2

votes

as to vegetables....

Answered on August 19, 2014
Created January 12, 2011 at 4:21 PM

I have been reading lots and lots of paleo blogs, as I am a relative newbie (though dairy and gluten free for a good long while now) and trying to absorb as much as I can. I read, somewhere, that vegetables should not be counted as part of one's daily carb intake, as the body does not treat them like carbs in the same sense as, say, a piece of bread. I understand glycemic load theory and all of that, but can that be right? Right now I am measuring and counting and using Fitday, until I generally get a handle on what and how much of everything I am eating. So, should I count that cup of brocolli or cauliflower or green beans, and allow them to tally into my daily carbs, or not? Thanks for your help.

667f6c030b0245d71d8ef50c72b097dc

(15976)

on January 13, 2011
at 02:29 AM

That's what always tell people, just so it's straight forward: paleo ain't low carb but if you do want to lose wait just ditch the starch.

  • Aebee51dc2b93b209980a89fa4a70c1e

    asked by

    (1982)
  • Views
    1K
  • Last Activity
    1433D AGO
Frontpage book

Get FREE instant access to our Paleo For Beginners Guide & 15 FREE Recipes!

5 Answers

1
667f6c030b0245d71d8ef50c72b097dc

(15976)

on January 13, 2011
at 02:32 AM

If you do indeed want to endeavor upon counting everything then yes absolutely any carbohydrates that you take in your body count as carbohydrate. Simple. Whether they come from broccoli, sweet potato, or table sugar.

I'm not saying that they are all equally nutritious or otherwise, just that yes indeed they are burned first by your body,before your fat stores. Thats what most people are concerned with when talking carbs anyway.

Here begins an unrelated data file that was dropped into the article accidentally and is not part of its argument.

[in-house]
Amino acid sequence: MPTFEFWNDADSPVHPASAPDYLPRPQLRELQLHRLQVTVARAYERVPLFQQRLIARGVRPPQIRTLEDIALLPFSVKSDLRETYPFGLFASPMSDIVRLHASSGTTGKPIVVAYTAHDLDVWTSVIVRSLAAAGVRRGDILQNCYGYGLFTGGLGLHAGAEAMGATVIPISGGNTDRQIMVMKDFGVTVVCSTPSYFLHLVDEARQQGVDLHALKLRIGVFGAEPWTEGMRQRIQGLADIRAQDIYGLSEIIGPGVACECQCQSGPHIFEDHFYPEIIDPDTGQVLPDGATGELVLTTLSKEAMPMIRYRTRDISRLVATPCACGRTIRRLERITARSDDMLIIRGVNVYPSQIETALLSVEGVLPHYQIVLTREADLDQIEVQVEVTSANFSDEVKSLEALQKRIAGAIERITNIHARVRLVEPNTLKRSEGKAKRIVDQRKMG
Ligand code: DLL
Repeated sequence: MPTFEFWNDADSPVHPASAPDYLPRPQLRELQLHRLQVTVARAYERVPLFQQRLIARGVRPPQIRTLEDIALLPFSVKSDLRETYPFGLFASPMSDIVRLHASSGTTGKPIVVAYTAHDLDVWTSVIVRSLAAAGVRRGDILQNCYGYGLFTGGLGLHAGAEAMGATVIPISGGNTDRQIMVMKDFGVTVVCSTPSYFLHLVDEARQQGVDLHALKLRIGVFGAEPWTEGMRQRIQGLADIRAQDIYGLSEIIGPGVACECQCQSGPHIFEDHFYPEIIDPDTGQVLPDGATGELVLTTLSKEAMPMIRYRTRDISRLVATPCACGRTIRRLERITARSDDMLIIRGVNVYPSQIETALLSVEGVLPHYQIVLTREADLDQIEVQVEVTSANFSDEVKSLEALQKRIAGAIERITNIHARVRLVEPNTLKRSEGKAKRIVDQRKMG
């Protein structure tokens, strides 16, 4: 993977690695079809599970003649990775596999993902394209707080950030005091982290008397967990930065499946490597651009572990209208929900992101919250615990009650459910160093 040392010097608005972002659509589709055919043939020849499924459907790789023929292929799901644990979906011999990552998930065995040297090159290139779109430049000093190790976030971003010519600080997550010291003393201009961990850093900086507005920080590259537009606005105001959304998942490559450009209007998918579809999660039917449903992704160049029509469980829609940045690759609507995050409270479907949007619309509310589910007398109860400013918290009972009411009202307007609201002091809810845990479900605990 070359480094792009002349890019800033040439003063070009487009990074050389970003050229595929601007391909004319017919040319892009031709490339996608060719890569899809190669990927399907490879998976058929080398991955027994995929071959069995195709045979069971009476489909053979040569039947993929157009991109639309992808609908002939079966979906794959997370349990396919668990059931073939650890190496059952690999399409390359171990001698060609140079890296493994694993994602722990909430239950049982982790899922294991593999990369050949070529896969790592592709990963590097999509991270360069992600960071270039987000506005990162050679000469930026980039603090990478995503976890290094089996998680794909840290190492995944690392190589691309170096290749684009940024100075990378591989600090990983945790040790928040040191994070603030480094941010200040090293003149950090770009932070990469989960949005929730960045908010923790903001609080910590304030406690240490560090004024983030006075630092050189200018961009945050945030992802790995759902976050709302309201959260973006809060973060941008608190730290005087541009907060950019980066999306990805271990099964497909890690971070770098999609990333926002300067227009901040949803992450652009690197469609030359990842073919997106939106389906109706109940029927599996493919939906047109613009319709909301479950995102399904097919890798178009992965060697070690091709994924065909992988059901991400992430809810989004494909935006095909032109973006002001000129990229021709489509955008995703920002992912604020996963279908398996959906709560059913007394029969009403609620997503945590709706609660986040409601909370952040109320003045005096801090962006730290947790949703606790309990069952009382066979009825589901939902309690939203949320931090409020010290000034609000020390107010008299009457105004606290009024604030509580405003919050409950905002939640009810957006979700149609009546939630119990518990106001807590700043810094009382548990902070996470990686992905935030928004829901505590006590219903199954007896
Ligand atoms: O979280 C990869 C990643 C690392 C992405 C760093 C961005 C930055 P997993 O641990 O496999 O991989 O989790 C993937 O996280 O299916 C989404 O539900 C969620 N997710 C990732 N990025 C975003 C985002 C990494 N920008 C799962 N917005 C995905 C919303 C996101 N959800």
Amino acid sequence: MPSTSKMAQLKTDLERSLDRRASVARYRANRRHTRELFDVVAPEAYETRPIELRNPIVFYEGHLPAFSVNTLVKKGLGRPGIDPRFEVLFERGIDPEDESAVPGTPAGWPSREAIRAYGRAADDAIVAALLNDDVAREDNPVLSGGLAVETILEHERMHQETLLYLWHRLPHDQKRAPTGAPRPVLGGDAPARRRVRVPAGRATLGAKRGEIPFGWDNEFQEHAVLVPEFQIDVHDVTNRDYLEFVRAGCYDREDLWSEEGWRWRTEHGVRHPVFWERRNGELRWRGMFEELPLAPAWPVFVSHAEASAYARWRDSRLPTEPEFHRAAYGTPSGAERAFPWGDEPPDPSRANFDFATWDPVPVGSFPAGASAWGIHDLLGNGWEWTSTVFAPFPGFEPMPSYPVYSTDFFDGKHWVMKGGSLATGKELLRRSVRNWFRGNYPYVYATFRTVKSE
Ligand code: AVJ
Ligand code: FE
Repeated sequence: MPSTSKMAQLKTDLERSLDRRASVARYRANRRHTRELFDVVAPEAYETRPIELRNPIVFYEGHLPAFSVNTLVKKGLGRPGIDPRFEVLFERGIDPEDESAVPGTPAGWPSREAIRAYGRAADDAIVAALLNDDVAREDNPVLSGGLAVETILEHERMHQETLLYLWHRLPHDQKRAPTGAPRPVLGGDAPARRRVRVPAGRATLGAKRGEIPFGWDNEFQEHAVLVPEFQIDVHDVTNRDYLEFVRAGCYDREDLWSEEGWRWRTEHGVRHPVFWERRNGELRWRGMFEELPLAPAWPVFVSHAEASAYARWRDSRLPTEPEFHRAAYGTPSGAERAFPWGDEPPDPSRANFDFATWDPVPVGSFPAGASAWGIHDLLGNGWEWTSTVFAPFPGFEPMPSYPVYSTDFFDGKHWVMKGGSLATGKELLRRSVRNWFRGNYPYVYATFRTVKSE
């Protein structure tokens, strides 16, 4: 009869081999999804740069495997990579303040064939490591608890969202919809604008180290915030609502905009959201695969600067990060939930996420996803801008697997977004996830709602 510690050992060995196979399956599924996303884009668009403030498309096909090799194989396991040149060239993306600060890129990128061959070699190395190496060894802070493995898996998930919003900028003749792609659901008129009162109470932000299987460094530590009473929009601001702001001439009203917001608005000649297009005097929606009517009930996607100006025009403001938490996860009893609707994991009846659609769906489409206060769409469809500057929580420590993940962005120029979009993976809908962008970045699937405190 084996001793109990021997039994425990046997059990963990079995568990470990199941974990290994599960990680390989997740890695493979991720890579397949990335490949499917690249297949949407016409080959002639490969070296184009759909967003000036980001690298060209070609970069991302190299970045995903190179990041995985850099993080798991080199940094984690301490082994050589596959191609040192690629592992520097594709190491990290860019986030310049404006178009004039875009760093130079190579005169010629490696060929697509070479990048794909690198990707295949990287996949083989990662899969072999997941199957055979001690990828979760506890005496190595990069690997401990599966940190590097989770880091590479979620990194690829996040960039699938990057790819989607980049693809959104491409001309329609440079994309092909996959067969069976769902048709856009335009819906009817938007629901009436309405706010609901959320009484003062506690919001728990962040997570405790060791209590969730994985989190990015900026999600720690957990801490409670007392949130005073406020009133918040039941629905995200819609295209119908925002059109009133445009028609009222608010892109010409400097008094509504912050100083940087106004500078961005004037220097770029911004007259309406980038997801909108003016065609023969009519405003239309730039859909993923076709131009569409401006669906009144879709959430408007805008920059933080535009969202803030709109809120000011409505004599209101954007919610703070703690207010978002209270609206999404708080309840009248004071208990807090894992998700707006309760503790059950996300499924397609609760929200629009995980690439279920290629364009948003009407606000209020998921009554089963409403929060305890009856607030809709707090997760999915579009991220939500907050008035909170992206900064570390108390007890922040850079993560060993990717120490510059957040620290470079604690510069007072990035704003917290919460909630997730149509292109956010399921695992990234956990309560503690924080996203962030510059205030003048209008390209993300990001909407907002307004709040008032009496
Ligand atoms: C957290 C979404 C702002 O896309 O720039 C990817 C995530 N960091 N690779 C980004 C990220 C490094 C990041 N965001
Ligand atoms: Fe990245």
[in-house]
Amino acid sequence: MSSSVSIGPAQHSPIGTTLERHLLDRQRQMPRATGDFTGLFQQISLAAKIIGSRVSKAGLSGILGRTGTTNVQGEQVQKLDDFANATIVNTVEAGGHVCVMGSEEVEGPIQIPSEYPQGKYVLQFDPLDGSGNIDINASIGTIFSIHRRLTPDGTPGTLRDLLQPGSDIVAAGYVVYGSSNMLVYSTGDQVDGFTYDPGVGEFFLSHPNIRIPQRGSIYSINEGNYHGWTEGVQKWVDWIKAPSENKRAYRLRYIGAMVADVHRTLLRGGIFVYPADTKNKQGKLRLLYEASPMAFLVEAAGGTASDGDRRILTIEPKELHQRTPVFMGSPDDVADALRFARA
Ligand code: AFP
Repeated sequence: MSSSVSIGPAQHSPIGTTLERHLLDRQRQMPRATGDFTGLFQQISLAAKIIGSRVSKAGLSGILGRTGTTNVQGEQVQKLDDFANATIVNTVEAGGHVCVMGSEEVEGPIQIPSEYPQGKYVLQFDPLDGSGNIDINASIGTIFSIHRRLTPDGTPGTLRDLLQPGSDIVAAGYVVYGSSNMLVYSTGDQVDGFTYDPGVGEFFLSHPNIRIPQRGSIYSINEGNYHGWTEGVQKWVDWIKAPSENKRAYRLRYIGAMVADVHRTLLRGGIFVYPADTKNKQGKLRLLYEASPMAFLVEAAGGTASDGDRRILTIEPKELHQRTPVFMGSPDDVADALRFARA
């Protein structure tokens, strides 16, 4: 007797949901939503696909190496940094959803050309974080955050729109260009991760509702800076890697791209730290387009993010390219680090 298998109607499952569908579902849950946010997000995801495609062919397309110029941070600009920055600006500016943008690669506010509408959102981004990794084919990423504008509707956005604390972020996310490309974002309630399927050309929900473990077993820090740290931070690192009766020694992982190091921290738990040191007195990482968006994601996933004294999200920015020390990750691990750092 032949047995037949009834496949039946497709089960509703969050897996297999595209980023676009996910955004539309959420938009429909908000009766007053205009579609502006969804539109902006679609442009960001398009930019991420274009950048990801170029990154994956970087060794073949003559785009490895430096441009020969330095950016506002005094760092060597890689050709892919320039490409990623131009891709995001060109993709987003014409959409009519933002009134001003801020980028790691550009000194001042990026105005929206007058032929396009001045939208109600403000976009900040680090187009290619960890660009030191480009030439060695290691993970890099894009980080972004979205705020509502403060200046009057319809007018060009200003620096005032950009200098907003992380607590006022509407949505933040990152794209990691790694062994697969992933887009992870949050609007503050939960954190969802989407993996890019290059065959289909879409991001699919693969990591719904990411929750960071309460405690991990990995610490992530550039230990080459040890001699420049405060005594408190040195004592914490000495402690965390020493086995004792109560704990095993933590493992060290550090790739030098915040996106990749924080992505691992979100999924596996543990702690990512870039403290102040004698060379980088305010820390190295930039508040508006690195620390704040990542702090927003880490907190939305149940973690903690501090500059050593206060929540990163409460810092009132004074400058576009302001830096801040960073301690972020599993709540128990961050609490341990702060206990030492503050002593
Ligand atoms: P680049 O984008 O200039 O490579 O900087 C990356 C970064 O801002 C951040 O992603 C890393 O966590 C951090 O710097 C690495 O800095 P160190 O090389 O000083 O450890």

1
D31a2a2d43191b15ca4a1c7ec7d03038

on January 12, 2011
at 11:53 PM

Most people who count carbs, count everything with carbs. I count the carbs in liver, egg yolks, and cream, as well as vegetables. (I don't eat fruit, grains or legumes.)

It is perfectly fine to eat the vegetables you've listed.

If you haven't had a chance to read Dr. Kurt Harris' "Get Started" guidelines, they might be of use to you.

http://www.paleonu.com/get-started/


Barry Groves website, "Second Opinions" has a good food list. It is in his section about eating to control diabetes, but is a useful list for those on a Paleo or Pastoral food plan.

http://www.second-opinions.co.uk/foods.html


Dr. Richard Bernstein's diet, is also excellent, even for those who are not diabetic. His explanations of which foods raise blood sugar, how much and how quickly, are very worthwhile reading.

Here are parts of his book online:

http://www.diabetes-book.com/readit.shtml


It is important to choose a food plan based on sound science.

The food plans explained in the aforementioned websites are excellent plans. You can adapt them for your own needs, preferences, health history/parameters, genetic background, etc. I have found that I refer to these websites frequently.

It's great that you are putting your health first.

I wish you much success with your food plan.

1
02e16a1e9cfe7045f082d1fc366c9d82

on January 12, 2011
at 11:43 PM

You should definitely count them if you're trying to count the percentage of your total caloric intake. By saying this, I'm assuming you're trying to count your fat and protein intakes as well. Although their glycemic load is less than a piece of wonder bread, vegetable carbohydrates, except fiber, will be metabolized by your body into the same ratio of 4 kcalories per gram.

1
Ac1e55cf06c2180f4008ff01953d10dd

on January 12, 2011
at 05:45 PM

From a paleo perspective, you should not have "green beans" since beans, with wheat, others grains and trans fats are the worst foods you can have. In terms of your nutrition, some paleo gurus like Dr Cordain are not low carb, meaning that if a food is accepted you do not need to count carbs, as in broccoli, squash, sweet potatoes, etc. But if you are worried about total carb. intake, then you should count them !

0
Medium avatar

on January 12, 2011
at 09:05 PM

It seems far more useful to limit the grams of sugars instead of the grams of carbs. As such, these vegetables contain mostly starch and are thus far better. Choosing not to eat a particular nutrient dense vegetable based on carb content seems misguided.

That being said, if your goal is to lose weight, you may want to not go crazy with starchy tubers (i.e. piles of sweet potato with every meal).

667f6c030b0245d71d8ef50c72b097dc

(15976)

on January 13, 2011
at 02:29 AM

That's what always tell people, just so it's straight forward: paleo ain't low carb but if you do want to lose wait just ditch the starch.

Answer Question


Get FREE instant access to our
Paleo For Beginners Guide & 15 FREE Recipes!